When vaginal dryness started making sex uncomfortable, a 50-something friend decided to try a personal lubricant. But at the drugstore, she felt overwhelmed by the number and variety of products available—and too embarrassed to consult the pharmacist about which “lube” was best. My friend then asked me for info, so I called Irwin Goldstein, MD, coauthor of When Sex Hurts: A Woman’s Guide to Banishing Sexual Pain.

Dr. Goldstein told me that many midlife women (and seniors, too) are delighted to discover how much enjoyment a little extra moisture provides. Personal lubricants can make sex more comfortable when…

  • Vaginal dryness results from menopause… use of certain medications, such as antihistamines, antidepressants or chemotherapy drugs… or stress (which raises adrenaline levels, in turn reducing blood flow to the internal organs and also reducing lubrication).
  • Intercourse lasts a long time (as it often may, considering that older men typically take longer to climax).
  • Using condoms. (Unless you are in a long-term monogamous relationship, condoms are advisable—even when pregnancy is no longer a concern—to protect against sexually transmitted diseases.)

What’s available? The four basic types of products are…

  • Natural oils—such as canola, corn, grapeseed, olive or peanut oil.
  • Water-based lubricants—such as Astroglide Liquid, Hydra-Smooth, ID Glide, K-Y Jelly, Liquid Silk and Probe.
  • Petroleum-based lubricants—such as baby oil, mineral oil, petroleum jelly and the Yes brand.
  • Silicone-based lubricants—such as Astroglide X Premium Silicone Personal Lubricant, Eros Bodyglide, Passion Premium and Wet Platinum.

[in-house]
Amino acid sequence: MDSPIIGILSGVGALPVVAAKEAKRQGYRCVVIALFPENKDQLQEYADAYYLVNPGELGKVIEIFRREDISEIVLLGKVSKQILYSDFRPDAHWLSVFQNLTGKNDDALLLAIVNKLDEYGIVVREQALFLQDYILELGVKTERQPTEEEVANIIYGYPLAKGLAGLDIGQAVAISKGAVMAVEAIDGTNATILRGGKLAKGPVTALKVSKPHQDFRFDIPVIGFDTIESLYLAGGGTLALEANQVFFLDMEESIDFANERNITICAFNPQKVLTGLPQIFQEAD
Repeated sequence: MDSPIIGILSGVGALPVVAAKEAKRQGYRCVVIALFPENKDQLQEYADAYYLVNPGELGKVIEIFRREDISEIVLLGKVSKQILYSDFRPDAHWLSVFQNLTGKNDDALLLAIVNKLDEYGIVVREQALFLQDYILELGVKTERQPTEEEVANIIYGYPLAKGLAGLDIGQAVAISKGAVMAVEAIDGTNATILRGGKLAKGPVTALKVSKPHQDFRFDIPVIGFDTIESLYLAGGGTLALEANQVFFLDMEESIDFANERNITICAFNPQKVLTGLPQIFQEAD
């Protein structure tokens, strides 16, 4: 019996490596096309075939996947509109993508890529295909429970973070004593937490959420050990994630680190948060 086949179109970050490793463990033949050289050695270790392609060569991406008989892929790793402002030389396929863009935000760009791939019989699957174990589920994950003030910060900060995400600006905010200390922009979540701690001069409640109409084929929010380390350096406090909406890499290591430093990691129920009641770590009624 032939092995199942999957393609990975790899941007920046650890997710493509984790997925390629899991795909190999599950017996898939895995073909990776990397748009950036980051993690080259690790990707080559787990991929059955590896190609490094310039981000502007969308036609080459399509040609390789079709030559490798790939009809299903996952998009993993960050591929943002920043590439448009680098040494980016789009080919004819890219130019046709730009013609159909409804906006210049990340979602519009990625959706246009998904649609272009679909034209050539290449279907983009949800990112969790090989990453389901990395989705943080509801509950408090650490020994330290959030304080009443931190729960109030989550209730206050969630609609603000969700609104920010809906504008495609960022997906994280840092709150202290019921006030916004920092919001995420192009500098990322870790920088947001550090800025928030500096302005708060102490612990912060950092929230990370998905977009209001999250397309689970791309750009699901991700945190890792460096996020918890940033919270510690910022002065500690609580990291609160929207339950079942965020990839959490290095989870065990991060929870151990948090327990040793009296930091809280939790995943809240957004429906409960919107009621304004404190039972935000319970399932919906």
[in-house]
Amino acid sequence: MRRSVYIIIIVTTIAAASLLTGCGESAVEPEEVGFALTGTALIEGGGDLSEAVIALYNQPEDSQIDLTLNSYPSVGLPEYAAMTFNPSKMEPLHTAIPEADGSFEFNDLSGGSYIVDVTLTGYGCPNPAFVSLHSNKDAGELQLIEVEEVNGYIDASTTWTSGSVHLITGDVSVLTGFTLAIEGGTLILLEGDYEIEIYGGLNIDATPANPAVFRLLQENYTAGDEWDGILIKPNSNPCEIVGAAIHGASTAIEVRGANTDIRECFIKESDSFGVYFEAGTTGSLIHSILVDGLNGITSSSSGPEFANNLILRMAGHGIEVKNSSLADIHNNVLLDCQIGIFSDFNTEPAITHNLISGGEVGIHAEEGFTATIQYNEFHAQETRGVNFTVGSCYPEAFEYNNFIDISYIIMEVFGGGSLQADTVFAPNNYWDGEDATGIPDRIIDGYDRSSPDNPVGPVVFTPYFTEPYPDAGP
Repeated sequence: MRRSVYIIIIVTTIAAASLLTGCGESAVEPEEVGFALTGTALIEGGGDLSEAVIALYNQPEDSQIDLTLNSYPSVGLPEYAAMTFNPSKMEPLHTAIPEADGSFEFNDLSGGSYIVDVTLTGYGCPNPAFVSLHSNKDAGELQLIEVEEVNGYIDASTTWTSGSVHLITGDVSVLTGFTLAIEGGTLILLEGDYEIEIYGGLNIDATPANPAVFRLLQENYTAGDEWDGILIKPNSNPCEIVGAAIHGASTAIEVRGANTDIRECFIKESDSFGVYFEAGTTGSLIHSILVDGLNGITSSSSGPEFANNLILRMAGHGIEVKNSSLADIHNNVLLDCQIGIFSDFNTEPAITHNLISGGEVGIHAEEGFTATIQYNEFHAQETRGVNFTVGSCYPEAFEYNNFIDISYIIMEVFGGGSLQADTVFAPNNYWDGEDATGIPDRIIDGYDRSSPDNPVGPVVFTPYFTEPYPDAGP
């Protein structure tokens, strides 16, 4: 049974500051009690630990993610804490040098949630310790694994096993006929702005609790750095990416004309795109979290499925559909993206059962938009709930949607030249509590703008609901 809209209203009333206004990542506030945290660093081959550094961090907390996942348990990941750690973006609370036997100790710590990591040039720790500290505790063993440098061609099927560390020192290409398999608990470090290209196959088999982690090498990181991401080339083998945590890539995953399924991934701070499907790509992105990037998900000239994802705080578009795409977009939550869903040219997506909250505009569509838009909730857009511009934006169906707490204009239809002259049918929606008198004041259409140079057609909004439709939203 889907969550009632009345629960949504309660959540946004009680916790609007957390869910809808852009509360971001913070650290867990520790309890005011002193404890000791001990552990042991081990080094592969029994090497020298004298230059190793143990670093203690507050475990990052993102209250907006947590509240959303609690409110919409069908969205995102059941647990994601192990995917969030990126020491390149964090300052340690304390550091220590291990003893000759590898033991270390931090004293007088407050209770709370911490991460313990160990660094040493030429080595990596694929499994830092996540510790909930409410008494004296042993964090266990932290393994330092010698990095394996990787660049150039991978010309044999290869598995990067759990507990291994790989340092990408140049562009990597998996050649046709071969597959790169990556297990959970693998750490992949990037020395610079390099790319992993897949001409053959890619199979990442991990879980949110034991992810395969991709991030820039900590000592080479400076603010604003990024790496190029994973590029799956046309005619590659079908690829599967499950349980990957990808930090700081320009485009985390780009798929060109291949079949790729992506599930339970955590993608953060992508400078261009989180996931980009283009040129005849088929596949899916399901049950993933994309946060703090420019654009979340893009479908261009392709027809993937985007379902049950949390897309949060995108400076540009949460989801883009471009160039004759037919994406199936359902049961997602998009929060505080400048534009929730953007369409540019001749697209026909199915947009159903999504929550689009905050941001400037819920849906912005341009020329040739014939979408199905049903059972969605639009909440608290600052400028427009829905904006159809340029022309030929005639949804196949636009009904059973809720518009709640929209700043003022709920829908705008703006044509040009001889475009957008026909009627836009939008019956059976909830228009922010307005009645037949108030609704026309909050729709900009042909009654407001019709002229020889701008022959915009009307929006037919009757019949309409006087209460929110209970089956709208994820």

Which type should you try? It depends on what is most important to you, Dr. Goldstein said. If you want a product that…

  • Is inexpensive—choose natural oils or water-based products.
  • Lasts a long time without being reapplied—choose silicone-based… avoid water-based products.
  • Carries no risk of staining sheets—choose water-based products.
  • Has no taste—choose petroleum-based products… and, of course, avoid products with added flavors.
  • Will not degrade latex condoms, diaphragms or sex toys—choose natural oil or water-based… avoid petroleum-based products.
  • Washes off easily with plain water—choose water-based… avoid natural oils, petroleum-based or silicone-based products.

Why read the fine print? Most lubricant ingredients are what the FDA calls GRAS—”generally recognized as safe”—for consumers. Still, certain ingredients can cause problems for certain people, Dr. Goldstein noted, so check labels before you buy. If you…

  • Are prone to vaginal yeast infections—avoid glycerin, a thickener… and look for a product labeled “pH neutral.”
  • Often experience allergic skin reactions—avoid propylene glycol (an emulsifier) and methylparaben (an antifungal preservative).

If you or your partner experience irritation or develop a rash after using a lubricant, stop using that product. Talk to your doctor about the need for treatment and ask for advice on products better suited to your needs.
What about those “warm” or “tingling” products? Dr. Goldstein pointed out that some personal lubricants include capsaicin, menthol and/or other ingredients designed to create a warm or tingling sensation on the skin. Such sensations enhance pleasure and intensify orgasm for some people… but other people find them irritating. The only way to tell how such a lubricant might feel to you is to give it a try.